It'll be a rematch of last season's ALDS between the New York Yankees and Detroit Tigers, only this time the winner moves on to the World Series.
It took the Yankees and Tigers five games to eliminate their opponents and move on to the ALCS, but both teams will come in well matched.
During the regular season, the Tigers and Yankees faced off 10 times, with New York winning the season series 6-4.
Both teams used their aces in the deciding Game 5's of the ALDS rounds against the Oakland A's (Tigers) and Baltimore Orioles (Yankees), leading to a possible must-see Justin Verlander vs. CC Sabathia showdown in Game 4 and perhaps Game 7.
The ALCS will kick off on Saturday at 8:07 p.m. ET.
Read on for an analysis and breakdown of both teams in what should be a hard-fought series.
SS, Derek Jeter
LF, Ichiro Suzuki
3B, Alex Rodriguez
2B, Robinson Cano
RF, Nick Swisher
1B, Mark Teixeira
CF, Curtis Granderson
C, Russel Martin
DH, Raul Ibanez
The Yankee lineup could look a little different if manager Joe Girardi decides to bench slumping third baseman Alex Rodriguez.
Girardi benched A-Rod in Game 5 against the Baltimore Orioles in favor of Eric Chavez, who boasted a .516 batting average with a pair of homers in nine games against Detroit this season.
Rodriguez batted .375 with three homers against the Tigers this season.
The Yankees lineup batted .287 against the Detroit Tigers in 2012, scoring 58 times in their 10 games and connecting for 15 homers.
They batted .298 and scored 40 runs in seven games at Comerica Park.
CF, Austin Jackson
LF, Quintin Berry
3B, Miguel Cabrera
1B, Prince Fielder
DH, Delmon Young
RF, Andy Dirks
SS, Jhonny Peralta
C, Alex Avila
2B, Omar Infante
The Tigers feature Triple Crown winner Miguel Cabrera and offseason acquisition Prince Fielder in the heart of their order.
Cabrera batted .308 with five home runs against the Yankees in 2012. Fielder batted .333 with three homers of his own. Andy Dirks led all Detroit hitters with a .421 average in six contests.
The Tigers lineup batted .294 collectively against New York in 2012 and scored 48 runs in 10 games. They connected for 12 homers against Yankee pitching.
They were not nearly as productive in Yankee Stadium, batting just .233 in three games.
The quick glances at both lineups gives the edge, on paper, to the New York Yankees.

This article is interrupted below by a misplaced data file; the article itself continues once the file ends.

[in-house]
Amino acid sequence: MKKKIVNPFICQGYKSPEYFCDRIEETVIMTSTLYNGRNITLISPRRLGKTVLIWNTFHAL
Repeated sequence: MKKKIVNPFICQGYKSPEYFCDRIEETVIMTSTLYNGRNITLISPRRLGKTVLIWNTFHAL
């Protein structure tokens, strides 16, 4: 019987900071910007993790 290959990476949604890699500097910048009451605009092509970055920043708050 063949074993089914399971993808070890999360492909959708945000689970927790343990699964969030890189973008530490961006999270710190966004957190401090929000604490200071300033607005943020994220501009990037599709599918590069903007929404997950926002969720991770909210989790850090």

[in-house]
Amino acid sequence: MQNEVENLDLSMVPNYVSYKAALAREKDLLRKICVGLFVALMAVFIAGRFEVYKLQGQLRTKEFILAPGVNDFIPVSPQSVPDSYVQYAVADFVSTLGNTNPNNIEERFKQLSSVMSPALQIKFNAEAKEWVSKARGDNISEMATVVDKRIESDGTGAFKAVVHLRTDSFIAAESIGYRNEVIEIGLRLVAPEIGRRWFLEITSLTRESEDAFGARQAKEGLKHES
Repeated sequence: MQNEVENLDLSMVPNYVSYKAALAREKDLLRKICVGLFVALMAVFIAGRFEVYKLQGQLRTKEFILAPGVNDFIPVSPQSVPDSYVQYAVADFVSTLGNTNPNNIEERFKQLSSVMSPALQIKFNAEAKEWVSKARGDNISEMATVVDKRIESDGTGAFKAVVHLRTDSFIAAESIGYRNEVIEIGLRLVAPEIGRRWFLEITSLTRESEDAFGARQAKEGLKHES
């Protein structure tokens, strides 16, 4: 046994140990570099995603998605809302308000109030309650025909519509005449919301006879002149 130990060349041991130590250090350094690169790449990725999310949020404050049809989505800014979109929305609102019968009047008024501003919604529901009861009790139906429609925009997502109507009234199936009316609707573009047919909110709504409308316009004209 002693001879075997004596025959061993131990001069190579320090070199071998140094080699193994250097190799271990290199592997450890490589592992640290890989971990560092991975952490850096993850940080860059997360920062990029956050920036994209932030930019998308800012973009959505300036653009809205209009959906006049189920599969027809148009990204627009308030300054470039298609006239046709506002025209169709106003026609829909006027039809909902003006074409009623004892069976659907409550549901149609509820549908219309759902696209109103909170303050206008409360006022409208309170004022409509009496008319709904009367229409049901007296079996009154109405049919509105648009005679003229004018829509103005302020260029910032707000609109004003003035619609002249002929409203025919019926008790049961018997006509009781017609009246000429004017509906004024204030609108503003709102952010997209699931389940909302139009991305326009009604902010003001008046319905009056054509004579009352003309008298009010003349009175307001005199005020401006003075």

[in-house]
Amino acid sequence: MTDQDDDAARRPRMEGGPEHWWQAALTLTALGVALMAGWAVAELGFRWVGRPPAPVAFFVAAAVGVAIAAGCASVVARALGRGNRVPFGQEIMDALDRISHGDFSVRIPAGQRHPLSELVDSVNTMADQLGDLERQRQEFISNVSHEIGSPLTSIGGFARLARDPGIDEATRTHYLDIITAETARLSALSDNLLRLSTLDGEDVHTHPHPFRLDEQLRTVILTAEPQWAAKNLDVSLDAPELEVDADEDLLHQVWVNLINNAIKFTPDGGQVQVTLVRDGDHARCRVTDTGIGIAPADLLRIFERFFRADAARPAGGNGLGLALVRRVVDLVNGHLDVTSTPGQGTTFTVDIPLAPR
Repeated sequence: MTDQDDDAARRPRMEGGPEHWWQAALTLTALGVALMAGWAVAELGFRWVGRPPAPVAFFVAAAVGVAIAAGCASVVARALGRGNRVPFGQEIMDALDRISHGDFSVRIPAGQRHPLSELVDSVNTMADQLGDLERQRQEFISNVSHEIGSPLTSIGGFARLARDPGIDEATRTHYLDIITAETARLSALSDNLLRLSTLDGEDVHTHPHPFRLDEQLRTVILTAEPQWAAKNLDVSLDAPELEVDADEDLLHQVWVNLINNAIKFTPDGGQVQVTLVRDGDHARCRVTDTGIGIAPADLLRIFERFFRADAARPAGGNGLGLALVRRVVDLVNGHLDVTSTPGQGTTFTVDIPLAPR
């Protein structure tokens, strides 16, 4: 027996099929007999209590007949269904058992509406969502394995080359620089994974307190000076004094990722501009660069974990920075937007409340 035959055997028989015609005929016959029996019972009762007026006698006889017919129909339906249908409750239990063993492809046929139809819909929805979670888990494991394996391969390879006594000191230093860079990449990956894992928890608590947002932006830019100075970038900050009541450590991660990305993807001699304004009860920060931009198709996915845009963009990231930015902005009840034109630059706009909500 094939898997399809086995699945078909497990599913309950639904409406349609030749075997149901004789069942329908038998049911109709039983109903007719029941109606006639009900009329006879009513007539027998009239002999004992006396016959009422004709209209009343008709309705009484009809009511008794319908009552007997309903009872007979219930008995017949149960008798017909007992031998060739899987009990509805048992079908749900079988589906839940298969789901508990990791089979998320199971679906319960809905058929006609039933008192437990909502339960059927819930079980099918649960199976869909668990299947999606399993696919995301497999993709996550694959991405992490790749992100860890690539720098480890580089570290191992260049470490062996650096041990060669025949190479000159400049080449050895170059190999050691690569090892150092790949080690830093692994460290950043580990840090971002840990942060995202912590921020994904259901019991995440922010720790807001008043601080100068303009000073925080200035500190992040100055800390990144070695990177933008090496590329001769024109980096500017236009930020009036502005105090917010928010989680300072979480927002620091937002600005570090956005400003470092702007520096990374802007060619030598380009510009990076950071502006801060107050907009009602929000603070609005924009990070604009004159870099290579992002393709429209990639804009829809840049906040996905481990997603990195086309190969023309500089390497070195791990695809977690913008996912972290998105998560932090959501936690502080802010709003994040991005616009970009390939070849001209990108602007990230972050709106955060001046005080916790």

Detroit hit much better at home than on the road in 2012 (.278 at home, .258 on the road). The Tigers also hit 92 homers at home compared to 71 away.
The Yankees, on the other hand, were very consistent. They batted .266 at Yankee Stadium and .264 in visiting ballparks. They slugged 138 homers in New York compared to 107 on the road.
New York also has a trio of future first-year Hall of Fame inductees in Derek Jeter, Alex Rodriguez and Ichiro Suzuki. Robinson Cano, Mark Teixeira, Curtis Granderson and Nick Swisher all offer power in the lineup.
Detroit counters with Miguel Cabrera, Prince Fielder and Delmon Young in the middle of its order, along with speed threat Austin Jackson at the top of the lineup.
With solid pitching on both sides, this series will come down to which team can squeeze across enough runs to support their pitching.
New York has the more potent lineup, but if Cabrera and Fielder go off, they could cut the gap.
CC Sabathia pitched the deciding Game 5 against the Baltimore Orioles, meaning the earliest he would likely pitch in the ALCS would be Game 3 if the Yankees wanted to pitch him on four days' rest (with the travel day).
He could also pitch on normal rest in Game 4, setting him up to potentially pitch a Game 7 on four days' rest if necessary.
Sabathia is currently riding an eight-game winning streak in the postseason. He would likely match up against Detroit ace Justin Verlander—who pitched Game 5 against Oakland—in Game 4 and likely Game 7.
Andy Pettitte has a 19-11 career record in 43 postseason starts and is likely your Game 1 starter in New York.
Yankee pitchers were 6-4 against Detroit this season, but their ERA soared to 4.72.